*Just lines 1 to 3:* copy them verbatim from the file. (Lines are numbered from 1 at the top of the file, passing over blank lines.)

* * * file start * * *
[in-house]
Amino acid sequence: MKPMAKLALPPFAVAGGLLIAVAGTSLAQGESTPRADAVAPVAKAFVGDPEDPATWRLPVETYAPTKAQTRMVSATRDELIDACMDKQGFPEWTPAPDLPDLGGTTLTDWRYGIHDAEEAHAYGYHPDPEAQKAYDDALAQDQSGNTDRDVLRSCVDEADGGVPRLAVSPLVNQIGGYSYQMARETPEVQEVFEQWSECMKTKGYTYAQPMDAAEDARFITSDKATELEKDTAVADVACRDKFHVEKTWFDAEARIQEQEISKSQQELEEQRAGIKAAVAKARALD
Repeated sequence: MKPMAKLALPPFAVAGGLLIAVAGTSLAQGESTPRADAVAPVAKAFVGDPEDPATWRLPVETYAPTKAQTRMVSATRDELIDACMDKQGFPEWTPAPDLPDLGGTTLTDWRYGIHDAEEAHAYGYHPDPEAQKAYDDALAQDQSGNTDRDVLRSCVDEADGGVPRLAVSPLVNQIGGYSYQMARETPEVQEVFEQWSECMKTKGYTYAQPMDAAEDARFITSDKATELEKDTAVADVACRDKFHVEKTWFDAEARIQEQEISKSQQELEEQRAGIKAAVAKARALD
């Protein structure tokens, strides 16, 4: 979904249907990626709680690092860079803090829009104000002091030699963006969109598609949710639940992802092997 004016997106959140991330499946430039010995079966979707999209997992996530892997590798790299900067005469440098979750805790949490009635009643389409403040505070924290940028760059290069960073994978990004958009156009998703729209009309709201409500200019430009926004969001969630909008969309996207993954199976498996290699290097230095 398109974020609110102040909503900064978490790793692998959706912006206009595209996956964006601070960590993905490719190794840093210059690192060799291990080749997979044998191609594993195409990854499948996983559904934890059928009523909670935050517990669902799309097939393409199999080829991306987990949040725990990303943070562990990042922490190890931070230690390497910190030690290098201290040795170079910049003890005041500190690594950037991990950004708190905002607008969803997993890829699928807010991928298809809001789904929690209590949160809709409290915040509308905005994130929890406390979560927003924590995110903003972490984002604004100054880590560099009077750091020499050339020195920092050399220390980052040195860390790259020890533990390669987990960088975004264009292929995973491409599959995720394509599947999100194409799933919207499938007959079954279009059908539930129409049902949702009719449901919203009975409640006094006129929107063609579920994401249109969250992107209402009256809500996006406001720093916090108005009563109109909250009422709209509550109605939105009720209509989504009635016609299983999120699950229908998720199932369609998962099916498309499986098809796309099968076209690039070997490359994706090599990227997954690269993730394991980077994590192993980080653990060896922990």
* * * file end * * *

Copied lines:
[in-house]
Amino acid sequence: MKPMAKLALPPFAVAGGLLIAVAGTSLAQGESTPRADAVAPVAKAFVGDPEDPATWRLPVETYAPTKAQTRMVSATRDELIDACMDKQGFPEWTPAPDLPDLGGTTLTDWRYGIHDAEEAHAYGYHPDPEAQKAYDDALAQDQSGNTDRDVLRSCVDEADGGVPRLAVSPLVNQIGGYSYQMARETPEVQEVFEQWSECMKTKGYTYAQPMDAAEDARFITSDKATELEKDTAVADVACRDKFHVEKTWFDAEARIQEQEISKSQQELEEQRAGIKAAVAKARALD
Repeated sequence: MKPMAKLALPPFAVAGGLLIAVAGTSLAQGESTPRADAVAPVAKAFVGDPEDPATWRLPVETYAPTKAQTRMVSATRDELIDACMDKQGFPEWTPAPDLPDLGGTTLTDWRYGIHDAEEAHAYGYHPDPEAQKAYDDALAQDQSGNTDRDVLRSCVDEADGGVPRLAVSPLVNQIGGYSYQMARETPEVQEVFEQWSECMKTKGYTYAQPMDAAEDARFITSDKATELEKDTAVADVACRDKFHVEKTWFDAEARIQEQEISKSQQELEEQRAGIKAAVAKARALD